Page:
Dr. Paul Craig, a veteran oil and gas investor in Alaska, told Petroleum News April 6 what other experienced North Slope operatives were only willing to say off the record: Although “88 Energy stock got beaten to a pulp on the news about the Merlin 1 well, I like the results. But the market doesn’t read between the lines. Short-term investors see ‘plugging the well’ and assume it’s a dry hole with no commercial potential.”
In fact, 88 Energy’s April 6 announcement said: “It is now too late in the season to initiate flow testing operations and the forward program will consist of plugging the well. The well may be re-entered in the future, if warranted, in order to drill a sidetrack and conduct a flow test.”
Kevin Frank, a geologist and section chief of the state Division of Oil and Gas’ resource evaluation team, agreed with Craig. In an April 7 interview with PN, Frank described the results that Erik Opstad and his team at the well site did get as “encouraging.”
Frank’s reaction was similar to what ConocoPhillips said after it drilled its recent Harpoon well. The first well drilled in the prospect, Harpoon 2 was plugged and also abandoned and declared a dry hole, but the company has no intention of abandoning the “promising” Harpoon prospect and plans to go back in to drill more exploration wells, likely Harpoon 1 and 3. (Merlin well results appear to be better than those of Harpoon 2, since 88 Energy is not giving up on Merlin 1.)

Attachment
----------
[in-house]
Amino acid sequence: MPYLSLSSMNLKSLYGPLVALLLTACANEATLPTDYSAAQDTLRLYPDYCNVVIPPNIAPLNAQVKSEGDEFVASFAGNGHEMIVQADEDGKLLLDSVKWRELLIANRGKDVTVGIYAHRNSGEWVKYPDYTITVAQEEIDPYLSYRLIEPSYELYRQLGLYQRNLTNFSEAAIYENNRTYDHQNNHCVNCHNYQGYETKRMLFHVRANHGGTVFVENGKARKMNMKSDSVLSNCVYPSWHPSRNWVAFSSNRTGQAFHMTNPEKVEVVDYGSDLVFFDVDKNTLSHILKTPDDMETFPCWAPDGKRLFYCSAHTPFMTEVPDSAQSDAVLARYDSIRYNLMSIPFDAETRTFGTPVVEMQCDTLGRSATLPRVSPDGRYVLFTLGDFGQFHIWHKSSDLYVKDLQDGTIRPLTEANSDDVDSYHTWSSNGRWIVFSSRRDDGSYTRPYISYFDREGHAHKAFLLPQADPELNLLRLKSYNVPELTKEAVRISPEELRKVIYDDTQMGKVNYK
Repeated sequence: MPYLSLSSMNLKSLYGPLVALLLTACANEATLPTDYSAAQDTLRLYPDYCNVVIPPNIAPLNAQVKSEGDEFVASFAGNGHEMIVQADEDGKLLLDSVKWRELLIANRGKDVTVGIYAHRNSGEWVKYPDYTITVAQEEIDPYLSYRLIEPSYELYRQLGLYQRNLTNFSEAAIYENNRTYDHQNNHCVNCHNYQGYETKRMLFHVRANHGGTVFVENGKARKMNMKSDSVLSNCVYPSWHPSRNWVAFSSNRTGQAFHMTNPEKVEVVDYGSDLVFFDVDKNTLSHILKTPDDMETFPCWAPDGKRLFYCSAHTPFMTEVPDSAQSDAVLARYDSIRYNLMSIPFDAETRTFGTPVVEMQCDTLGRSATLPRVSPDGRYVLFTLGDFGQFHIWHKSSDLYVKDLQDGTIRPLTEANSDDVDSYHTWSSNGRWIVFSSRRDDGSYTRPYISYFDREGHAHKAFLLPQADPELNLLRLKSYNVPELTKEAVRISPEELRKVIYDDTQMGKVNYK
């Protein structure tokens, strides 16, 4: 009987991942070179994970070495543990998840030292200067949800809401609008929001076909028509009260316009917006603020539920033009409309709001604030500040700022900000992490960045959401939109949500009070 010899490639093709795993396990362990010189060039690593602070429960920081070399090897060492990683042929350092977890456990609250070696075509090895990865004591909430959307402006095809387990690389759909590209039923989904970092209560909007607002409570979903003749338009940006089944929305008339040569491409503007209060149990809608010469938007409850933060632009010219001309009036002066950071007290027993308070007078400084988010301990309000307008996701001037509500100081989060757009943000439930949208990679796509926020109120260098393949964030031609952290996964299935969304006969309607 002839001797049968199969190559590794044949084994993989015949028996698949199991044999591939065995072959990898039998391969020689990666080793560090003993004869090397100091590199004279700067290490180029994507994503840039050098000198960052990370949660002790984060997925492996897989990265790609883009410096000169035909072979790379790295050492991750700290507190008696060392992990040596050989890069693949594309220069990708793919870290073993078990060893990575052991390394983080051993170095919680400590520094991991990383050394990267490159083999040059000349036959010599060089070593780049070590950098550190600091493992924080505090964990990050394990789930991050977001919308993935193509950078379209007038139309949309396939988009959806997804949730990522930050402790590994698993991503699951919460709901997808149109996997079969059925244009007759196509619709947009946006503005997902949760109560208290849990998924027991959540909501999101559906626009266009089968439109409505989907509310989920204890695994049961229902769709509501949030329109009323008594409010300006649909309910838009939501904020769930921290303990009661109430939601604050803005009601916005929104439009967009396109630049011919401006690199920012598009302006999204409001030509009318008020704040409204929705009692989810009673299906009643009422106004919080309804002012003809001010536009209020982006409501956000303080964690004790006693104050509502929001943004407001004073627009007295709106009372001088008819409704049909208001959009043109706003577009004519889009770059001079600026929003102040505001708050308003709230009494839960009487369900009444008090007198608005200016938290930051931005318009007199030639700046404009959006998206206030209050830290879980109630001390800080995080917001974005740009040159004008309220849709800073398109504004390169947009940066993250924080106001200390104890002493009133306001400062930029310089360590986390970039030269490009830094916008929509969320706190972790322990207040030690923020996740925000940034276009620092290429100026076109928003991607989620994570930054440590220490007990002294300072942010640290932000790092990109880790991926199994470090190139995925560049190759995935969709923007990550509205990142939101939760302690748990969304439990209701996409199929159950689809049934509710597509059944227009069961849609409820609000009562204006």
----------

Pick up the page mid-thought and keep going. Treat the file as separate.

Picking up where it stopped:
“I think they (88 Energy) have done a good job,” Frank said, following a lengthy meeting with members of the division’s resource evaluation team. “They’ve collected well information from targets in the Nanushuk,” which is the hottest oil play on the North Slope because of Pikka, Willow and other recent substantial discoveries.
“They have reported shows, as described in their April 6 operations update, including evidence of oil in the cuttings that were brought to the surface while drilling. One of the characteristics of the oil in the cuttings is that oil fluoresces under UV light. They saw this,” Frank said.
“88 Energy conducted logging while drilling, or LWD and were encouraged by what they saw in multiple intervals. Additional data was collected via wireline run collecting a triple combo logging suite with the addition of a nuclear magnetic resonance, NMR, tool,” he said.